Minerva

Minerva

BMJ 2001; 323 doi: http://dx.doi.org/10.1136/bmj.323.7315.760 (Published 29 September 2001) Cite this as: BMJ 2001;323:760

The Australian measles control campaign was launched in 1998. In the six months after the campaign, coverage of measles, mumps and rubella (MMR) vaccine improved greatly and measles seropositivity rose from 82% to 89% in preschool children and to 94% in 6-11 year olds. Uptake fell again a year later (Bulletin of the World Health Organization 2001;79:882-7). Minerva thinks this indicates the need for annual campaigns, but she wonders if Australia—like the United Kingdom—also fell victim to negative media coverage.

It's official. Sexual activity increases the risk of myocardial infarction (relative risk 2.1 during the hour after sexual activity, with a risk of 4.4% in sedentary patients). But the absolute risk per hour is extremely low, and only 1.3% of 699 patients admitted with a first heart attack had participated in sex up to two hours before the infarct. The authors urge that patient counselling should focus on improved fitness, not abstention from sex (Heart 2001;86:387-90).

Could dietary antioxidants such as vitamin E be useful in the treatment of osteoarthritis? A six month double blind, randomised, placebo controlled study of vitamin E for symptomatic osteoarthritis of the knee has found no benefit at one, three, and six months for any of the primary outcome measures of pain, stiffness, and function (Annals of the Rheumatic Diseases 2001;60:956-9).

Homoeopathic arnica cream has gathered a faithful following and is often bought over the counter for bruises and minor trauma. The act of rubbing it in may well be soothing, but in four placebo controlled trials arnica was found to be no more effective than the placebo. The age old treatment of applying ice and immobilisation may be more beneficial (Prescrire International 2001;10:156).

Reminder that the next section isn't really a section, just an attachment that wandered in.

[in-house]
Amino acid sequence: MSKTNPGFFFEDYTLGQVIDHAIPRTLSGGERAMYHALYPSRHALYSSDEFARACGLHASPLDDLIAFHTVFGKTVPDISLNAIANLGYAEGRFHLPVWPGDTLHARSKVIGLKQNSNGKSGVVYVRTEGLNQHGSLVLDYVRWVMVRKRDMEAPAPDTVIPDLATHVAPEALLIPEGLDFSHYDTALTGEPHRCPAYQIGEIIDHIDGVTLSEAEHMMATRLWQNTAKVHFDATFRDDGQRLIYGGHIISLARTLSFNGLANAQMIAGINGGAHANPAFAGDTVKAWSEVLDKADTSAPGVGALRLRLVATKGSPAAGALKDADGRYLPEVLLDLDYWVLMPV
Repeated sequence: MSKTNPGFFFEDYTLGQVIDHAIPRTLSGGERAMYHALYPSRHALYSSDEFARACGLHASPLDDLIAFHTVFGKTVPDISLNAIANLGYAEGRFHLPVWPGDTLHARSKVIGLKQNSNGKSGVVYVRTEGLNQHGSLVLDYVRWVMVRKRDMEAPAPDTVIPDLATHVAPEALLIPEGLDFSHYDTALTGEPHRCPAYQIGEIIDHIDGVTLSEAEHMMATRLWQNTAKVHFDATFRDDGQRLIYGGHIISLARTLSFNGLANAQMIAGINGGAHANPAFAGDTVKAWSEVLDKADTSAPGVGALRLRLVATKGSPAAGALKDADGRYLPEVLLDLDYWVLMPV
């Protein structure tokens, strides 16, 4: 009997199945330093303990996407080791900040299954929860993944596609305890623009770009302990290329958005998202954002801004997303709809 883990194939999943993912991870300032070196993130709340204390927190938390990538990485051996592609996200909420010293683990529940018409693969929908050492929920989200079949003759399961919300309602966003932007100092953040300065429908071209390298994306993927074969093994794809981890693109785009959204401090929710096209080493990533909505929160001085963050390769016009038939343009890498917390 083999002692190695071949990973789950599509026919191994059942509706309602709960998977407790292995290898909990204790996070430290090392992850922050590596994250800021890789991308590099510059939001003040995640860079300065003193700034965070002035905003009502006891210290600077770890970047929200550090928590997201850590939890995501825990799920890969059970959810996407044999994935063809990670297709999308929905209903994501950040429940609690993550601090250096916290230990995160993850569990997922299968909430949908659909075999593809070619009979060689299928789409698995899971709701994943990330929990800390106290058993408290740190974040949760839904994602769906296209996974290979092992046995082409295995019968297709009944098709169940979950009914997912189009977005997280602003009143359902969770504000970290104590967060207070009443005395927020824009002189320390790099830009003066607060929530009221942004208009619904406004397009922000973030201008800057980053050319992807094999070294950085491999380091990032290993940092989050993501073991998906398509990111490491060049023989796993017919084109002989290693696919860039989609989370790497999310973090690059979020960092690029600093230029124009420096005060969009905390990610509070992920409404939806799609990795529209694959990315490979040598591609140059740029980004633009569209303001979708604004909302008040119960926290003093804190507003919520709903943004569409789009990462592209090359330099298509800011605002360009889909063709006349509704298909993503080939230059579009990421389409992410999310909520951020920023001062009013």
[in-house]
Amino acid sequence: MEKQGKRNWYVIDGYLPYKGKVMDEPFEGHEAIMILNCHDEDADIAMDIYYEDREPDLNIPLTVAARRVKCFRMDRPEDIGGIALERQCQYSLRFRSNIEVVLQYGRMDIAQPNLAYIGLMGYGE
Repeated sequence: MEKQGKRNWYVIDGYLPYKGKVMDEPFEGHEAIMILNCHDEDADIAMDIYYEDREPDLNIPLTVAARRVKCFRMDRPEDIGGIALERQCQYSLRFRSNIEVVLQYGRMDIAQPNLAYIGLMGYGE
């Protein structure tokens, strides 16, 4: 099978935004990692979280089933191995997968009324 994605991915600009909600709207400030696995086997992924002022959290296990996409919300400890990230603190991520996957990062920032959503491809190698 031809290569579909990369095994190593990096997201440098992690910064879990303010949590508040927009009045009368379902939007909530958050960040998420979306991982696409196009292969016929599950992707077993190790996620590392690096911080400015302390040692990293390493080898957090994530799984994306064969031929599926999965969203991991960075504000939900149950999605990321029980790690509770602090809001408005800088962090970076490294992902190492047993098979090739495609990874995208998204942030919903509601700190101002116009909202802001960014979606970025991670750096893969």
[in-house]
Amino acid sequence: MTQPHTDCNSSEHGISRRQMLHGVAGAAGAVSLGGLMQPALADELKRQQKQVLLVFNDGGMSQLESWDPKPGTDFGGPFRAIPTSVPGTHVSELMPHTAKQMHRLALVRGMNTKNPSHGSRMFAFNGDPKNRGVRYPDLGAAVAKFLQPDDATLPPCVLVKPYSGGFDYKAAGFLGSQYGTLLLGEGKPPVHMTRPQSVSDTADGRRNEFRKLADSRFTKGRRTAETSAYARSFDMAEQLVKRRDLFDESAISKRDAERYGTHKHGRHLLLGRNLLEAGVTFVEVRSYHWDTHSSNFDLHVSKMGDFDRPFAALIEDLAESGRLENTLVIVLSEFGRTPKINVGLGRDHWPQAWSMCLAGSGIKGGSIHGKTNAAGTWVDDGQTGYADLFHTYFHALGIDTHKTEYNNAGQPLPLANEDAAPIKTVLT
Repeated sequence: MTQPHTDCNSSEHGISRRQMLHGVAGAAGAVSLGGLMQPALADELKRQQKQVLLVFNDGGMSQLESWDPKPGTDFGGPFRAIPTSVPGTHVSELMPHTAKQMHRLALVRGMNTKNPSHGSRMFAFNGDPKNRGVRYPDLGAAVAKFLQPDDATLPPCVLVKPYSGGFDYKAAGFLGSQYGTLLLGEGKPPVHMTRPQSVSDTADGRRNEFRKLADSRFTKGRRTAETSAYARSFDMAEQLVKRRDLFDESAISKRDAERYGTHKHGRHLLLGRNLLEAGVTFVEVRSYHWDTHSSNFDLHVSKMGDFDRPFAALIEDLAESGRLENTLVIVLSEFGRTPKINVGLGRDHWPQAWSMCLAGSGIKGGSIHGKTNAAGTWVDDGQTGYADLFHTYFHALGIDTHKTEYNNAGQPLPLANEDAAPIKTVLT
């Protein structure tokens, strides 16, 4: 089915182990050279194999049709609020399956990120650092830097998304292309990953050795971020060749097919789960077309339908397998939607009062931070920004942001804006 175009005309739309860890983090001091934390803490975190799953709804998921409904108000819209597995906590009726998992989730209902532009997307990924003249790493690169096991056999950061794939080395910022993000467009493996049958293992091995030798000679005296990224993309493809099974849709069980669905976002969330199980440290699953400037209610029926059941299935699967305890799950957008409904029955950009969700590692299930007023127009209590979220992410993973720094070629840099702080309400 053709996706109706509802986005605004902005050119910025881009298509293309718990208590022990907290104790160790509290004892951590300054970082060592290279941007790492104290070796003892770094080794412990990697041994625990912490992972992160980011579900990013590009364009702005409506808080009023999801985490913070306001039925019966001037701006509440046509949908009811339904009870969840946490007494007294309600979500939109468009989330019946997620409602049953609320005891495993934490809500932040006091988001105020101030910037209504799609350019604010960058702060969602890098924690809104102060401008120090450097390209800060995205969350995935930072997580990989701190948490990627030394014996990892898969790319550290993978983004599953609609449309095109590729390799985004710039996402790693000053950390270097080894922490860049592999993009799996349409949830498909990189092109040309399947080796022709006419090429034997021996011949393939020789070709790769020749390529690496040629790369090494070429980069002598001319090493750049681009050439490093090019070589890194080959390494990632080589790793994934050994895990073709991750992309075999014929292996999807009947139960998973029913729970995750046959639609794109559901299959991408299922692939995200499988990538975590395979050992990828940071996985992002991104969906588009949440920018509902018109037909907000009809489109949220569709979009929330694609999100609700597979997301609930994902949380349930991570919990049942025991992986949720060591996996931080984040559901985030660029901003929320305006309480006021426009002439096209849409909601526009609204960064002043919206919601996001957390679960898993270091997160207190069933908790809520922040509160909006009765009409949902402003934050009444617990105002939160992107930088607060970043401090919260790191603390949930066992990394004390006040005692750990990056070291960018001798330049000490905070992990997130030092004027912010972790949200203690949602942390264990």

Yet another negative result—this time the impact of problem drinking on employment. Social cost studies often suggest that alcohol misuse imposes a great economic burden on society, most of which is due to the loss of work productivity and wages. A study of 7620 adults of working age (which used a new database and methodology) indicates that problem drinking and labour are unrelated, and says that earlier estimates of productivity lost through alcohol use have probably been overstated (Health Economics 2001;10:509-21).

A study investigating whether excess morbidity in winter is related to ill health produced by exposure to ambient low temperatures has unexpectedly thrown up an alternative hypothesis. The data indicate that excess winter morbidity may actually be related to health benefits derived in the summer, which are likely to be available to more affluent people. The authors propose that this new theory should be tested in a study designed specifically for the purpose (Journal of Public Health Medicine 2001;23:237-41).

Current Problems in Pharmacovigilance (2001;27:10) says there are continuing safety concerns with off label use of propofol in children. The BMJ previously reported that if propofol had been studied as part of a clinical trial in children, one death would have led to an urgent reappraisal of the trial and treatment. An unpublished clinical trial comparing propofol 2% and 1% against other sedating agents in children now confirms an excess of deaths in the propofol groups (11% and 8% compared with 4% in controls).